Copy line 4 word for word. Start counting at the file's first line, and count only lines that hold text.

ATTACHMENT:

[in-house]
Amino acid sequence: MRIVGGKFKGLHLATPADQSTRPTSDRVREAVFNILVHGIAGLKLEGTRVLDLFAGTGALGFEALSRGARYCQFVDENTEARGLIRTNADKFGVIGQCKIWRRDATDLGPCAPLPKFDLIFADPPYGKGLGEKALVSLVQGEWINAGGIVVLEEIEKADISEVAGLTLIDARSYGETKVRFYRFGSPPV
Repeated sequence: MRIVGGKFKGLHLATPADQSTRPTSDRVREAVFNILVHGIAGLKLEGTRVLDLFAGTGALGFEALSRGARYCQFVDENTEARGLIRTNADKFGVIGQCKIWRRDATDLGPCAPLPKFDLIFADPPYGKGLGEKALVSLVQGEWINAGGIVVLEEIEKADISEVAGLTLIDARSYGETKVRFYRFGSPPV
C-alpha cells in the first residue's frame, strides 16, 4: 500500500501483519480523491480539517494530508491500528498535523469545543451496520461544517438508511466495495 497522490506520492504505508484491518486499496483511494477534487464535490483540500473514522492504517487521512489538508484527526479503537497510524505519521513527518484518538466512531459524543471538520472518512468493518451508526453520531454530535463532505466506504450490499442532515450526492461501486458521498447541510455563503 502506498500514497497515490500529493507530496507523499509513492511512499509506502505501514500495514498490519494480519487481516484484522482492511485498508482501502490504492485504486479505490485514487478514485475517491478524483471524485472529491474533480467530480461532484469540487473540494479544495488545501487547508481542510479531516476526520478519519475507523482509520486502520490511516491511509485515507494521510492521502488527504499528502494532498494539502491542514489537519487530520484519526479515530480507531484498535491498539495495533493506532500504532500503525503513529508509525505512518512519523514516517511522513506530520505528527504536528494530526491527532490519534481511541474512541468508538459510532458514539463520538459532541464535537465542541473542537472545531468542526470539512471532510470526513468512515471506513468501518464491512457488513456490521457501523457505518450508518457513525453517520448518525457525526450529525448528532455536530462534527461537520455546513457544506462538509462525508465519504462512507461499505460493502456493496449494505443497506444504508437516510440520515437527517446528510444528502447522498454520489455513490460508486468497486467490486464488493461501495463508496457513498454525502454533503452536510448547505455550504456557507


C-alpha cells in the first residue's frame, strides 16, 4: 500500500501483519480523491480539517494530508491500528498535523469545543451496520461544517438508511466495495 497522490506520492504505508484491518486499496483511494477534487464535490483540500473514522492504517487521512489538508484527526479503537497510524505519521513527518484518538466512531459524543471538520472518512468493518451508526453520531454530535463532505466506504450490499442532515450526492461501486458521498447541510455563503 502506498500514497497515490500529493507530496507523499509513492511512499509506502505501514500495514498490519494480519487481516484484522482492511485498508482501502490504492485504486479505490485514487478514485475517491478524483471524485472529491474533480467530480461532484469540487473540494479544495488545501487547508481542510479531516476526520478519519475507523482509520486502520490511516491511509485515507494521510492521502488527504499528502494532498494539502491542514489537519487530520484519526479515530480507531484498535491498539495495533493506532500504532500503525503513529508509525505512518512519523514516517511522513506530520505528527504536528494530526491527532490519534481511541474512541468508538459510532458514539463520538459532541464535537465542541473542537472545531468542526470539512471532510470526513468512515471506513468501518464491512457488513456490521457501523457505518450508518457513525453517520448518525457525526450529525448528532455536530462534527461537520455546513457544506462538509462525508465519504462512507461499505460493502456493496449494505443497506444504508437516510440520515437527517446528510444528502447522498454520489455513490460508486468497486467490486464488493461501495463508496457513498454525502454533503452536510448547505455550504456557507